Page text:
How do I speak and why do I speak the way I do?

I’ve always considered the way I speak to be one of my strongest characteristics, with it already providing so many insights into my life and allowing for assumptions to be made such as my education, my place of origin, however inaccurate. It is something that represents me.

But there are many factors that have influenced the way I speak to be how it is today, and this blog post attempts to analyze those in the hopes of inspiring others to take a look at the way they speak.


Firstly you would have to ask, how do I speak? How do I communicate my thoughts, opinions, and ideas to those around me?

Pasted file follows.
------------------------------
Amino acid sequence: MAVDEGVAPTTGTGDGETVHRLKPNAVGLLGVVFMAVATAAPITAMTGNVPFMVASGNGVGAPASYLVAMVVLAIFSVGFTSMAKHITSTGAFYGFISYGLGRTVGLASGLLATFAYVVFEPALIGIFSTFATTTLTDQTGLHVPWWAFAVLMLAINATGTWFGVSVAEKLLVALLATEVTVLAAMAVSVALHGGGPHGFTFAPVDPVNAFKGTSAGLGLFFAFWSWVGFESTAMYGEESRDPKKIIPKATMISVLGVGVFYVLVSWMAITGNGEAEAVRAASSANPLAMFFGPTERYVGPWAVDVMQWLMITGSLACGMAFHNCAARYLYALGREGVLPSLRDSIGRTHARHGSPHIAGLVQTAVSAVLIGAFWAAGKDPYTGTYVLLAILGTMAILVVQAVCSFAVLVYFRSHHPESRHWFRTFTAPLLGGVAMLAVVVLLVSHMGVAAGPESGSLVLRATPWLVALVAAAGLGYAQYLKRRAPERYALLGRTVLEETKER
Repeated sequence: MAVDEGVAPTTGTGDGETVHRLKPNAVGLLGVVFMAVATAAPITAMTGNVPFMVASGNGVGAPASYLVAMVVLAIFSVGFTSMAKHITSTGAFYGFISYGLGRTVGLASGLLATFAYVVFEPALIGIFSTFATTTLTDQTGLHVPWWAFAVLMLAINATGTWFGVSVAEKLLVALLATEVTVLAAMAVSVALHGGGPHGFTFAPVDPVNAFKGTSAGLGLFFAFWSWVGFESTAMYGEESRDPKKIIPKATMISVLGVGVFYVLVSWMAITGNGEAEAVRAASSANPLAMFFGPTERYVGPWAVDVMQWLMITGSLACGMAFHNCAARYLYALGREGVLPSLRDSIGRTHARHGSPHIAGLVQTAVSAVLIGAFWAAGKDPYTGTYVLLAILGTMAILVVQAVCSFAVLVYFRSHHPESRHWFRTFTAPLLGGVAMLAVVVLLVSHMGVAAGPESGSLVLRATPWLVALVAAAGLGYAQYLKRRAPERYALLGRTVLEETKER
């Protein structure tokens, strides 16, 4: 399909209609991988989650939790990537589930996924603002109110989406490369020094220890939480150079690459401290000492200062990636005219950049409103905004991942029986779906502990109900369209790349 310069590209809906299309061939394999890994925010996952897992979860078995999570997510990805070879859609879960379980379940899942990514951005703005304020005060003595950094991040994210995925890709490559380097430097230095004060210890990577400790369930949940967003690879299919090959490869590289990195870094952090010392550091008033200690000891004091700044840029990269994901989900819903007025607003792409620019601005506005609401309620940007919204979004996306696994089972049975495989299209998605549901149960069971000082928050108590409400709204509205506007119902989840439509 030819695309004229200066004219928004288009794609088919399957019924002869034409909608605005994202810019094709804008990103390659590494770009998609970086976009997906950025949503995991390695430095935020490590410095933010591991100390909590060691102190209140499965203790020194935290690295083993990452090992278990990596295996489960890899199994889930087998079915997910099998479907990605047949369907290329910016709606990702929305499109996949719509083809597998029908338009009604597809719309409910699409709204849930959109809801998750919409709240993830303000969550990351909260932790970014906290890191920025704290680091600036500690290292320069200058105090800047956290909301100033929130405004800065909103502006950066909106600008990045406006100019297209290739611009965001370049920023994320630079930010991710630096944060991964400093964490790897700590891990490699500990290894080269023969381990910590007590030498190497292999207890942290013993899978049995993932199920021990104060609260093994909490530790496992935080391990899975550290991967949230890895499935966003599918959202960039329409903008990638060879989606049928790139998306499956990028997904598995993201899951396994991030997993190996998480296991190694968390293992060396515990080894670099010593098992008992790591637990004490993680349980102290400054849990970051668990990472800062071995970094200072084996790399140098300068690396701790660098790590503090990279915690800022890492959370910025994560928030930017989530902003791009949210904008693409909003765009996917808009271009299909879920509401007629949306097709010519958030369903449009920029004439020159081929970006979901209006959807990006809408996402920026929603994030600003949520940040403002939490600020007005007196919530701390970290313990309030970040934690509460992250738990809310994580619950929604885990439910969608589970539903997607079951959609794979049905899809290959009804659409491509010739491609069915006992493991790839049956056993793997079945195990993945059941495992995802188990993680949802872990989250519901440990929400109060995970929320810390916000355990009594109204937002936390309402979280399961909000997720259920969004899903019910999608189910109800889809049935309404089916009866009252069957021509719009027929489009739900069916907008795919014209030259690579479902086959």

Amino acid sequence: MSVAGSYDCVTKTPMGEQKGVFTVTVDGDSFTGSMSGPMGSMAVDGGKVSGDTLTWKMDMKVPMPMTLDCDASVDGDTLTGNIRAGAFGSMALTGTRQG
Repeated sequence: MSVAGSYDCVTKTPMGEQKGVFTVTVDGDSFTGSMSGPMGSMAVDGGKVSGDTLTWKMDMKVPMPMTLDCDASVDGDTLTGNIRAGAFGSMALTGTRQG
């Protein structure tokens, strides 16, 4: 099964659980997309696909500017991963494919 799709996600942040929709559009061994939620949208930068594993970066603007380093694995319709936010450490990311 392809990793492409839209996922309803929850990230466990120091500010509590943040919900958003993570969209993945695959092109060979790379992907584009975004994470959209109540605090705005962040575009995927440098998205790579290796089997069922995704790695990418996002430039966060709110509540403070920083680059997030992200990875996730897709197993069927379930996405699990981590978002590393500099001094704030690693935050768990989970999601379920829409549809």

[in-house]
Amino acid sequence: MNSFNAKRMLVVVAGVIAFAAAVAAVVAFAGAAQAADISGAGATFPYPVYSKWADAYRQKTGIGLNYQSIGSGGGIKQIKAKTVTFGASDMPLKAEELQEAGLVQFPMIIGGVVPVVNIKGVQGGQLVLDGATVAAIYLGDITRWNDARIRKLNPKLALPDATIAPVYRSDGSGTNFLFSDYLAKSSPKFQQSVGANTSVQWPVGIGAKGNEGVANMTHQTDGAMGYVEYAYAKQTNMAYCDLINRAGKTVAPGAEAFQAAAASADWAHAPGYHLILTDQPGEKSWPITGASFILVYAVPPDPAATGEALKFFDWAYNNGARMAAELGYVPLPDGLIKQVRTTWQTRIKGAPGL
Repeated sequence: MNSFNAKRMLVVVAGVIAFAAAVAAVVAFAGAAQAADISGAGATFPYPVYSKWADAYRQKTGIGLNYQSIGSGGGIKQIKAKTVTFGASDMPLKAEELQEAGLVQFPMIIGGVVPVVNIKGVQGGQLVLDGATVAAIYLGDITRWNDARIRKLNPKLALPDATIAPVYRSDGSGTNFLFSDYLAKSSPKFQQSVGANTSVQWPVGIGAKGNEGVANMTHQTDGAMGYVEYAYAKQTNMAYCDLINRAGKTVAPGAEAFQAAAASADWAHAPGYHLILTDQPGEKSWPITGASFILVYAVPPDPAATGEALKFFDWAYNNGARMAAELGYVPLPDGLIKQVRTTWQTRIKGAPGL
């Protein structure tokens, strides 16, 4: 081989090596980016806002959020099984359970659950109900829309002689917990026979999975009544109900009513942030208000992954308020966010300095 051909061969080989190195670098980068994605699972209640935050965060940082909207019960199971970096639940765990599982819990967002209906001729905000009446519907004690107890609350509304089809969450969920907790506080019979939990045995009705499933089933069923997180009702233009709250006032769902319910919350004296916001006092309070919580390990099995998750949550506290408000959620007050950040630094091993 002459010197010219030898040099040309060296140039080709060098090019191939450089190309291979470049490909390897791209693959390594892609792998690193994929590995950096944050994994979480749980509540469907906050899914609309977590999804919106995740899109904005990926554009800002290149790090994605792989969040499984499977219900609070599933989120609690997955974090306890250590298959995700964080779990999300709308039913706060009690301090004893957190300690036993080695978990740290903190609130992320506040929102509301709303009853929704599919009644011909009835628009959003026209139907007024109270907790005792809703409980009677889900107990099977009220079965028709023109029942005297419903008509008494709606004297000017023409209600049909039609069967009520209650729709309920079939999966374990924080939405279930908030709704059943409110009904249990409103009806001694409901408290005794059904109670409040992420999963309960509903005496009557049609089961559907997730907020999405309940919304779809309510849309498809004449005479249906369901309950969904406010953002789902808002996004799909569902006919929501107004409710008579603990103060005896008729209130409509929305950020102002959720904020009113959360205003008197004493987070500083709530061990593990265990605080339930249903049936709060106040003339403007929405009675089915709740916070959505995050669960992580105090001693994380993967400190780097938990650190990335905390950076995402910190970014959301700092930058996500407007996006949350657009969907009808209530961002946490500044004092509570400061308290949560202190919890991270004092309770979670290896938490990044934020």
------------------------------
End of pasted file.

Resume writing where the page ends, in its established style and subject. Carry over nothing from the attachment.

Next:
After analyzing my communication tendencies, it became apparent that I have a very specific idiolect and that where I grew up would have had a large impact on that. The biggest influence my regional variety would have had would have been on my accent. I grew up in Dubai where I was exposed to a variety of different accents and cultures, affecting how I developed. My mother often tells the story about how when I was young, I would always pick up the accent of whatever teacher I had because I was around them for so long. This would mean that one year I would have a very strong Irish accent and the next, Jamaican, which allowed for my current accent to form into a standard expat accent that has heavy undertones of American. In this way, I had heavy influences from the culture surrounding me on the way I speak today and it shows that I heavily depended on whoever was around me for an extended period to act as a role model.